evidence of class hypergamy. Within the Negro caste, color is one of several criteria of class status. In consequence there is a tendency for Negroes to desire a "light" marriage partner. 36 It seems, however, that in most marriages where skin color between the spouses is noticeably different, the male is darker, although his general social-class status within the Negro caste is higher than that of the lighter-skinned female partner. 37 Again, the woman trades her lighter skin for the high social status of the man, and the marriage is hypergamous from the viewpoint of class.
Obviously, the evidence reviewed in this chapter is very selective and anything but conclusive. The hypothesis of maximization of status is only very tentatively supported by the evidence. Should the hypothesis be proven invalid on further testing, however, the fact of the widespread occurrence of hypergenation would still remain and would still have to be accounted for.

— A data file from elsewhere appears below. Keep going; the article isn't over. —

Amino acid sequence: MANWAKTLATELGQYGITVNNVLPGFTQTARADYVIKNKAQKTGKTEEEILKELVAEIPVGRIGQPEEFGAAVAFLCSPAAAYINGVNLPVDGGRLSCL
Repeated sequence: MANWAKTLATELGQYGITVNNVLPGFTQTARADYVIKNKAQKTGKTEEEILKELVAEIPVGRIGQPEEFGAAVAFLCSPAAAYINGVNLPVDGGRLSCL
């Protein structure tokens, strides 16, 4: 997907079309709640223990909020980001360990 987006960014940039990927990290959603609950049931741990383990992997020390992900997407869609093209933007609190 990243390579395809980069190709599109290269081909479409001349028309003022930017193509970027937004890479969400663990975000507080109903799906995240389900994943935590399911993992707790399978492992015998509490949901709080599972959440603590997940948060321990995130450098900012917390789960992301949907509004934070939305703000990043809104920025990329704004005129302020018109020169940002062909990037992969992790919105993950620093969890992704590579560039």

This chapter suggests the widespread occurrence of hypergamy, or more broadly hypergenation, in stratified societies. Some structural conditions for and consequences of hypergenation are drawn. The hypothesis of maximization of status is advanced to account for the phenomenon. The cases of India, China, Japan, the United States, and western Europe are briefly reviewed and found to lend tentative support to the hypothesis. Miscegenation in Brazil, the United States, and South Africa is examined as a special case of hypergenation and also found, in general, to confirm the hypothesis.